The United States and its allies have criticised Russia in the United Nations Security Council over its responsibility for a deadly missile strike in Poland, an event the UN’s political chief called “a frightening reminder of the absolute need to prevent any further escalation” of the nine-month-old war in Ukraine.
The meeting, which was previously scheduled, convened a day after a missile NATO identified as a stray fired by Ukraine’s air defences crashed inside Poland, a NATO member, killing two farm workers.
NATO and Poland said the missile was probably not a Russian strike, easing international fears the war could widen, although Ukrainian President Volodymyr Zelenskyy continued to insist there was no doubt the missile was not Ukrainian.
The deaths in the village near Poland’s border with Ukraine took place on the same day Russia fired more than 90 missiles at cities across Ukraine, aiming at its energy grid and worsening power blackouts for millions. The government in Kyiv said it was the most intense barrage since Moscow invaded Ukraine on February 24.
“While we don’t yet know all the facts, we do know one thing,” the US ambassador to the United Nations, Linda Thomas-Greenfield, told the Security Council.
“This tragedy would never have happened but for Russia’s needless invasion of Ukraine and its recent missile assaults against Ukraine’s civilian infrastructure.
“Ukraine has every right to defend itself against this barrage.”
The Polish and United Kingdom’s UN ambassadors echoed the statement that Russia’s invasion was ultimately to blame for what had happened in Poland.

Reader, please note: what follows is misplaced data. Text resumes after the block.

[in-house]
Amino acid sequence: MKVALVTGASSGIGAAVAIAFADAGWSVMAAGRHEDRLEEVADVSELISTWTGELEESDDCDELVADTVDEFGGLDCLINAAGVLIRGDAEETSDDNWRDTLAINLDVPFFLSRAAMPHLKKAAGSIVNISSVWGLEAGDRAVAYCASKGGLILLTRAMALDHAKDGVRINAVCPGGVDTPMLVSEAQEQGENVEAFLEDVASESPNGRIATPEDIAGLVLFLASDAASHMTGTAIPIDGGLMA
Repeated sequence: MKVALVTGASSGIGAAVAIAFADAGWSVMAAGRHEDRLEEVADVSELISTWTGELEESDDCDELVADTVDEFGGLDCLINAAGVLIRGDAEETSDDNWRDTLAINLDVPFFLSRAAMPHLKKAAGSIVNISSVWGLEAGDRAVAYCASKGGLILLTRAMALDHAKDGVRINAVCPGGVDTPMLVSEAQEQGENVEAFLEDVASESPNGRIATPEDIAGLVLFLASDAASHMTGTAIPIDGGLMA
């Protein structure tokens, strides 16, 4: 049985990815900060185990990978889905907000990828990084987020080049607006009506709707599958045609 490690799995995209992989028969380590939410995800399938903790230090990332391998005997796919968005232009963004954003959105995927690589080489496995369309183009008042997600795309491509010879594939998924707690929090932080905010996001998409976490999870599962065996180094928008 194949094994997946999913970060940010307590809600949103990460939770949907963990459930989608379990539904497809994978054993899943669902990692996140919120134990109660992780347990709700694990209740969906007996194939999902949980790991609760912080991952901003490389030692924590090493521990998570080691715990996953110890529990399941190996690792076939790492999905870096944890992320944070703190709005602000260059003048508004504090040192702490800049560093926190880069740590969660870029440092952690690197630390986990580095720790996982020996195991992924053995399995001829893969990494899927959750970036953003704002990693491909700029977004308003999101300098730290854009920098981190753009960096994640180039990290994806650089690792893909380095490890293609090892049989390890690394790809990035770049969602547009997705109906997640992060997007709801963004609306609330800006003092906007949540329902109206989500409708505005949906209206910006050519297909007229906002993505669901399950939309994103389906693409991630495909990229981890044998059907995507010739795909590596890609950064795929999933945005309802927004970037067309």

Russia’s UN Ambassador Vassily Nebenzia countered, accusing Ukraine and Poland of trying “to provoke a direct clash between Russia and NATO”, and pointed to statements by Ukraine’s president and Polish officials initially suggesting Russia was responsible.
“We have long ago stopped being surprised by your attempts in any circumstances, in spite of facts or common sense, to blame Russia for everything,” he said.
The 15-member council was briefed by UN Undersecretary-General for political affairs Rosemary DiCarlo who criticised the missile attacks on Ukrainian cities, describing this week’s attacks as Russia’s “most intense bombardments” since its February 24 invasion.
She reiterated that attacks on civilians and civilian infrastructure are prohibited under international law, noted that “heavy battles” are continuing in the eastern Donetsk and Luhansk regions and told council members “there is no end in sight to the war”. She also warned that “as long as it continues, the risks of potentially catastrophic spillover remain all too real”.
While the meeting was dominated by what had happened in Poland, Security Council members also called for Russia to extend the Black Sea grain deal, which is set to roll over on Saturday unless there are objections.
Moscow suspended its participation in the agreement in late October but rejoined after four days, easing fears of further disruptions to exports from one of the world’s biggest grain suppliers at a time of surging food prices and shortages.